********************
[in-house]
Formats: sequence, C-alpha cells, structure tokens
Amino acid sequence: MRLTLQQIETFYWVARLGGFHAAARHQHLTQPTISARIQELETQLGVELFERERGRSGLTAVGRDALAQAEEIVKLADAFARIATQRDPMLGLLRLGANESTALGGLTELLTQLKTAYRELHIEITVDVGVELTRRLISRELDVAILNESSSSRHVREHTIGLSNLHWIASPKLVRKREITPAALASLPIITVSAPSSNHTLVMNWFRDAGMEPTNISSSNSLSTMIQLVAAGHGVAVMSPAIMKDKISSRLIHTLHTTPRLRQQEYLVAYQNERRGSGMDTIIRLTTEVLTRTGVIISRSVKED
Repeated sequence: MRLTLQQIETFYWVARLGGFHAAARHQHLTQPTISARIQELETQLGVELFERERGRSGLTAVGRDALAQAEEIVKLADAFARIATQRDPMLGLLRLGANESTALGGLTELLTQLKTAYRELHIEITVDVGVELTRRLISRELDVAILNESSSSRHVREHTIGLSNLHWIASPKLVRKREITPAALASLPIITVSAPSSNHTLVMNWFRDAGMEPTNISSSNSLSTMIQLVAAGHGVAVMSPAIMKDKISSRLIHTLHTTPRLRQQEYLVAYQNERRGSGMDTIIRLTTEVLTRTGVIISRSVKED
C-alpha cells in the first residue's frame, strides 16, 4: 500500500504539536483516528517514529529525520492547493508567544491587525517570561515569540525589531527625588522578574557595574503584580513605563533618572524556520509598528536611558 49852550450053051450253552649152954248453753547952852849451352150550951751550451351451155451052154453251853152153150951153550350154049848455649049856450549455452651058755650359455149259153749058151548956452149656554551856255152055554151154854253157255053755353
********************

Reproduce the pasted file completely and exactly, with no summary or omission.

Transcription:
[in-house]
Formats: sequence, C-alpha cells, structure tokens
Amino acid sequence: MRLTLQQIETFYWVARLGGFHAAARHQHLTQPTISARIQELETQLGVELFERERGRSGLTAVGRDALAQAEEIVKLADAFARIATQRDPMLGLLRLGANESTALGGLTELLTQLKTAYRELHIEITVDVGVELTRRLISRELDVAILNESSSSRHVREHTIGLSNLHWIASPKLVRKREITPAALASLPIITVSAPSSNHTLVMNWFRDAGMEPTNISSSNSLSTMIQLVAAGHGVAVMSPAIMKDKISSRLIHTLHTTPRLRQQEYLVAYQNERRGSGMDTIIRLTTEVLTRTGVIISRSVKED
Repeated sequence: MRLTLQQIETFYWVARLGGFHAAARHQHLTQPTISARIQELETQLGVELFERERGRSGLTAVGRDALAQAEEIVKLADAFARIATQRDPMLGLLRLGANESTALGGLTELLTQLKTAYRELHIEITVDVGVELTRRLISRELDVAILNESSSSRHVREHTIGLSNLHWIASPKLVRKREITPAALASLPIITVSAPSSNHTLVMNWFRDAGMEPTNISSSNSLSTMIQLVAAGHGVAVMSPAIMKDKISSRLIHTLHTTPRLRQQEYLVAYQNERRGSGMDTIIRLTTEVLTRTGVIISRSVKED
C-alpha cells in the first residue's frame, strides 16, 4: 500500500504539536483516528517514529529525520492547493508567544491587525517570561515569540525589531527625588522578574557595574503584580513605563533618572524556520509598528536611558 49852550450053051450253552649152954248453753547952852849451352150550951751550451351451155451052154453251853152153150951153550350154049848455649049856450549455452651058755650359455149259153749058151548956452149656554551856255152055554151154854253157255053755353